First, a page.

We must also add one more development. It is important because it provided cheap, efficient transportation. To illustrate its impact, compare this:

one packhorse could haul a load weighing 1000 pounds by road, compared to an equivalent amont of labor could haul 100,000 pounds by CANAL


The canal revolution significantly reduced the prices of raw materials and finished goods because it reduced the costs of transportation.

  • add 1 CANAL [the canal runs from the river to the edge of paper and should be at least 6 inches long]

textbook support:

  • water transportation page 256


Round 8

Since the profits from this textile factory are enormous, other investors invest their money [or capital] in machines like the water frame. New factories are built. These factory owners will be called capitalists, because they had the capital or money to purchase raw cloth, buildings, machines and to pay workers.

  • add 5 factories [#2-6] [no smoke coming out yet]

textbook support:

  • capitalism page 267


Round 9

Word has reached surrounding villages of these new sources of employment and the high wages which go with these jobs. More and More people move to your village. Housing is in great demand. New housing is constructed quickly, with little attention to building codes or comfort. So draw fast…

  • add 10 HOUSES [#41-50]
  • 20 TENEMENTS [6 - 25]

[This is called progress.]


Round 10

More workers mean more people have to live, eat, and shop for goods. They will need stores that sell cheaper food and goods. Since workers have only Sunday off, many seek religious relief.

  • add 4 STORES
  • add 1 church


Round 11

Then, women worked long hard hours in these factories. The average workday begins at 6:00 A.M. and ends at 9:00 p.m. There is only a 15 minute break for lunch. After work, exhausted stop at their favorite pub to relax.

  • add 4 PUBS
  • add 1 SCHOOL

[Before this, grandparents and mothers educated their children.]


Round 12

Despite the misery of the workers, the capitalists and large farm owners are making large profits.

  • add 4 ESTATES with $ on them
  • add roads, as needed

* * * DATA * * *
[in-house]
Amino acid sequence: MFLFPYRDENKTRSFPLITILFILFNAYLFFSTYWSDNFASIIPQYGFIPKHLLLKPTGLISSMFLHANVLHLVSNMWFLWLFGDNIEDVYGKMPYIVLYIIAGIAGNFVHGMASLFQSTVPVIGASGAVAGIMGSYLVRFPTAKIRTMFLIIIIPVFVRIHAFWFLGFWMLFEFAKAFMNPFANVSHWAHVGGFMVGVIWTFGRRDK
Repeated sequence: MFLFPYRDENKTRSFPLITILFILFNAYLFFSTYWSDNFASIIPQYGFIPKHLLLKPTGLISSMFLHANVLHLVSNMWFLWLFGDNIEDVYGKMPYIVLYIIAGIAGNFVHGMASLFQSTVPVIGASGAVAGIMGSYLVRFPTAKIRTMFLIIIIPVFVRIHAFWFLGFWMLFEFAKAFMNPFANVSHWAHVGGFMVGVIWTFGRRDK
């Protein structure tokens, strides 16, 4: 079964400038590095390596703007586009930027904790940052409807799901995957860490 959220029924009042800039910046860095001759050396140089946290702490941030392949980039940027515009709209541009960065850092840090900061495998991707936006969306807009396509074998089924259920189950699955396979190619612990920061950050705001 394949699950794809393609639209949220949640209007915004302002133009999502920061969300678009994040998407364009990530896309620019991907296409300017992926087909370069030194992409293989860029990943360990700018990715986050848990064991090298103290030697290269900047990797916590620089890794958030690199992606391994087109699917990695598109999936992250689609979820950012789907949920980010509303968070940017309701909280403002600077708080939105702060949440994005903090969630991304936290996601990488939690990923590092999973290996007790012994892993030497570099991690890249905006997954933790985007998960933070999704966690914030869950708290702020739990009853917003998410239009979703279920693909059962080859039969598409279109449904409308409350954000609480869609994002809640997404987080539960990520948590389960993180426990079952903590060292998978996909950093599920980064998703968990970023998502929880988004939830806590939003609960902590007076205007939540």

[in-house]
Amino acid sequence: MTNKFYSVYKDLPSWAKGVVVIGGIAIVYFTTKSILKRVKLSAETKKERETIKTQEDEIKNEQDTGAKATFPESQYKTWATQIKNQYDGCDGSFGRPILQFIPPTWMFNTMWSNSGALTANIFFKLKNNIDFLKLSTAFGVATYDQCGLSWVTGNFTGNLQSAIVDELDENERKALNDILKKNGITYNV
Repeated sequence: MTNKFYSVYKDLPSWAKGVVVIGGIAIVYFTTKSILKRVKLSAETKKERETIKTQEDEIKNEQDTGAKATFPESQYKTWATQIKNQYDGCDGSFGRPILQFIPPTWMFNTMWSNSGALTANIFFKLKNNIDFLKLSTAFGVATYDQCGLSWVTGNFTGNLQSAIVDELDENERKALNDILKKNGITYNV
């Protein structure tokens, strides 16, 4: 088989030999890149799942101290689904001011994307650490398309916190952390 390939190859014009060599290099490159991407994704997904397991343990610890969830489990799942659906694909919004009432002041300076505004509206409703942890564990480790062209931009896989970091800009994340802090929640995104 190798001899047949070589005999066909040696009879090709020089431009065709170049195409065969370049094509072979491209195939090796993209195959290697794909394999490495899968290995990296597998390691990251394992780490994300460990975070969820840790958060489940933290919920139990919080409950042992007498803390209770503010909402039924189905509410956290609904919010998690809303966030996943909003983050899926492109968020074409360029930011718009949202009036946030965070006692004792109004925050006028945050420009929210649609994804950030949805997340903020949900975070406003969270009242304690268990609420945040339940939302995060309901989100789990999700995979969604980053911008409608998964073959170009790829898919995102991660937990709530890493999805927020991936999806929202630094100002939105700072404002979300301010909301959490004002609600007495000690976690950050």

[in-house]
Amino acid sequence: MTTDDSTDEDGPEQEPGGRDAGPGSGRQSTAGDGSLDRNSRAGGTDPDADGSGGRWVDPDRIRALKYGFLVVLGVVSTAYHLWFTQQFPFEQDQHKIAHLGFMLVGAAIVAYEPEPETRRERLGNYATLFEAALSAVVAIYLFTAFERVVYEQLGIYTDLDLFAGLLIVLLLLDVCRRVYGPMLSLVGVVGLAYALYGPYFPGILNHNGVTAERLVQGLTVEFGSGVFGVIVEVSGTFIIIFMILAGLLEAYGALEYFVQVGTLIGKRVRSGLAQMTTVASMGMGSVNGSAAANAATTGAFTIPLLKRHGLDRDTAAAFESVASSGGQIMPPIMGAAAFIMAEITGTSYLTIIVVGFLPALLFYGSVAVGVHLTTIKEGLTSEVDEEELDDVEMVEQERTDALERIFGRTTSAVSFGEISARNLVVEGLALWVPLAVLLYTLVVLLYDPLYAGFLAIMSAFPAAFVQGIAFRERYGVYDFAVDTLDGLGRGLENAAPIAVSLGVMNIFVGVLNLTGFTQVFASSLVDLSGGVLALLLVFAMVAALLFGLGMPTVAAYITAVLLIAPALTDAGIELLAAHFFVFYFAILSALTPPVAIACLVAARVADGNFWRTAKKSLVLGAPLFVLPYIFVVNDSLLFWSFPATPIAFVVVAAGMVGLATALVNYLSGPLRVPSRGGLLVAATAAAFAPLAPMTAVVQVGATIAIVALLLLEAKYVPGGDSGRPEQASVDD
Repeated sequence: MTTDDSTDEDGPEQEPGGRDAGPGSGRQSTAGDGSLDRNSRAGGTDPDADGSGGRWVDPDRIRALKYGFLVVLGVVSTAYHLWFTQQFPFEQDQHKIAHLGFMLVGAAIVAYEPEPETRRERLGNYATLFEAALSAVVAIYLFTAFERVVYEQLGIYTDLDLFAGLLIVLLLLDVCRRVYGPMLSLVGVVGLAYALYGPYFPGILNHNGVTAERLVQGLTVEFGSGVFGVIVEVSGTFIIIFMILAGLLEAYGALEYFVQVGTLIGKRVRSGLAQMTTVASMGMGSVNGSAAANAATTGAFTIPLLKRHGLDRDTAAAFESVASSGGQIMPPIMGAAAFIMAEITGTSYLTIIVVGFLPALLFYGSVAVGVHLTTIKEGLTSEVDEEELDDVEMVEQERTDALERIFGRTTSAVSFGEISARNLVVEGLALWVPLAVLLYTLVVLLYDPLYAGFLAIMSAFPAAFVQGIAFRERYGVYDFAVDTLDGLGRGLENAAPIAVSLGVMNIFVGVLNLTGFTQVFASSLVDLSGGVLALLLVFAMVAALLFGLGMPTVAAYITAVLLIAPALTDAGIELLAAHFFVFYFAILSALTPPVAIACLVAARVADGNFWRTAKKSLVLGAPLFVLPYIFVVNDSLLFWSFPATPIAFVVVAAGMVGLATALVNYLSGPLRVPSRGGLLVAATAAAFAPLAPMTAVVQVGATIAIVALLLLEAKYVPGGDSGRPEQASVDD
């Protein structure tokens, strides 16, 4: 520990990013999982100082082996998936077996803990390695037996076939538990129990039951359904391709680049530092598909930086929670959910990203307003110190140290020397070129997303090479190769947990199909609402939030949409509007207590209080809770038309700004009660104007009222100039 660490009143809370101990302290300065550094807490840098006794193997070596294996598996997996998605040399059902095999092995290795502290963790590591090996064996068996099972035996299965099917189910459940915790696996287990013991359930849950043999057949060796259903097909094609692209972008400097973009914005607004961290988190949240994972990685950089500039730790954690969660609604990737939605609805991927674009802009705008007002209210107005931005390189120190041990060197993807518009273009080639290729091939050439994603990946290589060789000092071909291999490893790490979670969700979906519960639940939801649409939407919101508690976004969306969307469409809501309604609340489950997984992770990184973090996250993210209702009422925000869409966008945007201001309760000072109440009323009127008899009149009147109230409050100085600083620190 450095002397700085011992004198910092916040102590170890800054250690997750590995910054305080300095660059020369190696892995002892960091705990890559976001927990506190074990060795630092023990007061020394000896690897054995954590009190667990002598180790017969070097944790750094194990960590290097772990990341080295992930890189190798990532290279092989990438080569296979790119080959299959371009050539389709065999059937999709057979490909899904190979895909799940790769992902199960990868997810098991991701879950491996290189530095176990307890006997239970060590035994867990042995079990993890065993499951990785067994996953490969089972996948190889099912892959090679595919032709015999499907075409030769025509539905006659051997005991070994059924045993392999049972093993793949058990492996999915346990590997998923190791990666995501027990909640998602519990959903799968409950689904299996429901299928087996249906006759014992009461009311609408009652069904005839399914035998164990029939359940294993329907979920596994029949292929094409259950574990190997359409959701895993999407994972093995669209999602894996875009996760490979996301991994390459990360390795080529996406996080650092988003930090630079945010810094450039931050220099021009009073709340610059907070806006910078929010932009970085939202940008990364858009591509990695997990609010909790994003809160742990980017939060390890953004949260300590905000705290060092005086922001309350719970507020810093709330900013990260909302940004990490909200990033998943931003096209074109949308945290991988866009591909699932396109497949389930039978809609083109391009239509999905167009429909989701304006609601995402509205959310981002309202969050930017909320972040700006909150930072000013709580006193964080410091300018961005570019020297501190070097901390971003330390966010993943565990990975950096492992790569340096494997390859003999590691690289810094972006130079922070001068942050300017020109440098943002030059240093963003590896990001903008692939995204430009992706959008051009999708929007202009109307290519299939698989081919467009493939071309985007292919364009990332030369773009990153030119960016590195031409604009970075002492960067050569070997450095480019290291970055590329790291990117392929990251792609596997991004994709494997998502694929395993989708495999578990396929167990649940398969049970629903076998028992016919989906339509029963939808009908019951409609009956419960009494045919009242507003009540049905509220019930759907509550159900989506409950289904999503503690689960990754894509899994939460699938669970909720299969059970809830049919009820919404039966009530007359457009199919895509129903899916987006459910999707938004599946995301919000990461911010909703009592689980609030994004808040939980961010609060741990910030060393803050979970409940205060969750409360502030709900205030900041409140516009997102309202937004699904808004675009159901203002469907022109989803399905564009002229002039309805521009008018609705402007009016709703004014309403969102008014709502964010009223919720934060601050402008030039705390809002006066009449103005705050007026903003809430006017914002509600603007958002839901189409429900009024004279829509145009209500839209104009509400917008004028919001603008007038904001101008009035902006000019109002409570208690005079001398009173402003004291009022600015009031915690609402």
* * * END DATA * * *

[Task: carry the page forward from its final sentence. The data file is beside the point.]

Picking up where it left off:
textbook support:

  • Case study: Manchester pages 258 - 262
  • living conditions page 258
  • working conditions page 259


Round 13

It is now the 1770's. A man named James Watt invents the rotary steam engine. The steam engine replaces the water frame. First, it is more efficient; second, it allows factories to be built away from the river, and near canals. More and more capitalists buy these steam engines for their textile factories. Additionally, in 1785 the steam-power loom, created by Edmond Cartwright, speeded up the weaving of cotton yarn into cloth. Soon, all aspects of cotton manufacture were performed in factories. Domestic or cottage manufacture, important for several centuries, but inefficient, begins to disappear. Machines can spin and weave cloth a thousand times faster than could be done by hand. The modern weaving industry is born.

  • draw 3 CANALS [3 to 6 inches long]
  • draw 10 FACTORIES [#7-16], with smoke
  • add 3 COAL MINES [the canals connect the coal mines to the factories; the coal mines ate at the edge of the paper; if a house or tenement is in the way, relocate it.


textbook support:

  • textile industry inventions page 254-255
  • James Watt page 256


Round 14

It is almost 1800. Henry Cort has invented the Puddling Process

[process for converting pig iron into wrought iron by stirring the molten metal, then, by raking off the slag-impurities it becomes pasty and purer; then it is beaten and rolled to expel more slag and to convert it into wrought iron]. This process made it possible for coal [ which is in abundance in the hills near your village] to be used as a fuel in the iron industry. Consequently, England and your village are propelled into the 'Age of Heavy Industry'. Large new factory districts appear. With manufactured iron available at low prices and transported by your canals, the construction of more and better machines become possible

  • add 3 COAL MINES
  • add 10 FACTORIES [#17-26] for textile & iron
  • add one new IRON BRIDGE